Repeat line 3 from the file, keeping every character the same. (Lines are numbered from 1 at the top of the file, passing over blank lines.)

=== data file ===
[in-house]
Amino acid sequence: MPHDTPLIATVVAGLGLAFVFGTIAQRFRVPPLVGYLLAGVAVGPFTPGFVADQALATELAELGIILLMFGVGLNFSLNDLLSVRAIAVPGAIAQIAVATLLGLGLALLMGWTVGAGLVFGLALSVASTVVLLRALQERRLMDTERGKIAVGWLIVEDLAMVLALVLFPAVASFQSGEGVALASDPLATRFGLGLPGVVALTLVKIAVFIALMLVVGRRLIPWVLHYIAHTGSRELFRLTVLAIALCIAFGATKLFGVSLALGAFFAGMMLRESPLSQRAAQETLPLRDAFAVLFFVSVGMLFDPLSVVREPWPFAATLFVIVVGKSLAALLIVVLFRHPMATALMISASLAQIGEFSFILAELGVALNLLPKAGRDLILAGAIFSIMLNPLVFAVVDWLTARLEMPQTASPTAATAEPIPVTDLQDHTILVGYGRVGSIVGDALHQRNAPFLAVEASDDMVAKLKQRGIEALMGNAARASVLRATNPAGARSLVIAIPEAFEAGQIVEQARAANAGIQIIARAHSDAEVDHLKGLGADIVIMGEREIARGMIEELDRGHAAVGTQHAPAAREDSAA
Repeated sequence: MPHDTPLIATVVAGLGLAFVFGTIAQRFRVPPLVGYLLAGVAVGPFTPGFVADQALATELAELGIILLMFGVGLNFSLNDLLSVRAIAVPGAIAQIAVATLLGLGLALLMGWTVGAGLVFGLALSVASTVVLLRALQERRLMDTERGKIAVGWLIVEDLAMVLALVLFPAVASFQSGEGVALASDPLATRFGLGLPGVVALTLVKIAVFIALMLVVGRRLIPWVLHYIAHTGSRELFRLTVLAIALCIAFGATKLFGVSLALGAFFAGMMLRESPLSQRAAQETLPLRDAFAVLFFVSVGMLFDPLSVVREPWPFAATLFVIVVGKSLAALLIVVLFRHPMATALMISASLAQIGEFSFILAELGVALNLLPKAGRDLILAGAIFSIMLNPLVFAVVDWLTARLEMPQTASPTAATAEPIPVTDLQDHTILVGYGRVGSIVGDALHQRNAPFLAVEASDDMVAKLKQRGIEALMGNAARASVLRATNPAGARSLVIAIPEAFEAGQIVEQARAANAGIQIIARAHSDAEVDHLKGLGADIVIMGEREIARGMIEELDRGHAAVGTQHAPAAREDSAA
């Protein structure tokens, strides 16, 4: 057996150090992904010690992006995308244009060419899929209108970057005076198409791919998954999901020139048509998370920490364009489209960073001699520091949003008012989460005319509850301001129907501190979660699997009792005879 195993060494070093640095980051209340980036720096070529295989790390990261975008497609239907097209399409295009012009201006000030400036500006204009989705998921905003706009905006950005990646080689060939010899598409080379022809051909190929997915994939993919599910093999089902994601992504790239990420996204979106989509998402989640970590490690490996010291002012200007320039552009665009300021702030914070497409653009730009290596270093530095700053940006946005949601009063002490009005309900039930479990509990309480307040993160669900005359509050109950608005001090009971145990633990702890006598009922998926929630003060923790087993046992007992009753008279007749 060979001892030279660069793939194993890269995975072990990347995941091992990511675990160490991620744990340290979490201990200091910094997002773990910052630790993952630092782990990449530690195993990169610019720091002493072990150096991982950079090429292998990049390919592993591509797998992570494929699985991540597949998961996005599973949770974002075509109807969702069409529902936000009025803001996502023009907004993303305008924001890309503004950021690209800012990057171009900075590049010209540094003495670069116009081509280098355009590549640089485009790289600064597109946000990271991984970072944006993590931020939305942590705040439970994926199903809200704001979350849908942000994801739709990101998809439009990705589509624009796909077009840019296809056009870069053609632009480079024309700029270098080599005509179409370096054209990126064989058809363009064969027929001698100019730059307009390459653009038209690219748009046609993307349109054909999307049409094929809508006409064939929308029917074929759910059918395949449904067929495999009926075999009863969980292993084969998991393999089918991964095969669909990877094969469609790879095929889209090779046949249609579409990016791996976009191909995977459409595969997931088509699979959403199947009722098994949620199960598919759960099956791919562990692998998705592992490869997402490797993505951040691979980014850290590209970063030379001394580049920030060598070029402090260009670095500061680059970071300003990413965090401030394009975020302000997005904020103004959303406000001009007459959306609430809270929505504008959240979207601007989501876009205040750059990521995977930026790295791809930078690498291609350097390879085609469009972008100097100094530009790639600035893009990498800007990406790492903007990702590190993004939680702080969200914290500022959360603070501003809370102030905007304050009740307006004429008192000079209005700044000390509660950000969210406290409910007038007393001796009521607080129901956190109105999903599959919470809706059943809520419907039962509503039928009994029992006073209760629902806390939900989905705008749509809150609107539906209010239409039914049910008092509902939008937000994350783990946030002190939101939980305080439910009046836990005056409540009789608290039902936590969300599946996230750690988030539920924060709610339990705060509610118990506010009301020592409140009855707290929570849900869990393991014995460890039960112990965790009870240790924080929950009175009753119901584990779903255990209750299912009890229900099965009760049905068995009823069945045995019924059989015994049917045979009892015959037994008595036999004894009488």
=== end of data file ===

Repeated sequence: MPHDTPLIATVVAGLGLAFVFGTIAQRFRVPPLVGYLLAGVAVGPFTPGFVADQALATELAELGIILLMFGVGLNFSLNDLLSVRAIAVPGAIAQIAVATLLGLGLALLMGWTVGAGLVFGLALSVASTVVLLRALQERRLMDTERGKIAVGWLIVEDLAMVLALVLFPAVASFQSGEGVALASDPLATRFGLGLPGVVALTLVKIAVFIALMLVVGRRLIPWVLHYIAHTGSRELFRLTVLAIALCIAFGATKLFGVSLALGAFFAGMMLRESPLSQRAAQETLPLRDAFAVLFFVSVGMLFDPLSVVREPWPFAATLFVIVVGKSLAALLIVVLFRHPMATALMISASLAQIGEFSFILAELGVALNLLPKAGRDLILAGAIFSIMLNPLVFAVVDWLTARLEMPQTASPTAATAEPIPVTDLQDHTILVGYGRVGSIVGDALHQRNAPFLAVEASDDMVAKLKQRGIEALMGNAARASVLRATNPAGARSLVIAIPEAFEAGQIVEQARAANAGIQIIARAHSDAEVDHLKGLGADIVIMGEREIARGMIEELDRGHAAVGTQHAPAAREDSAA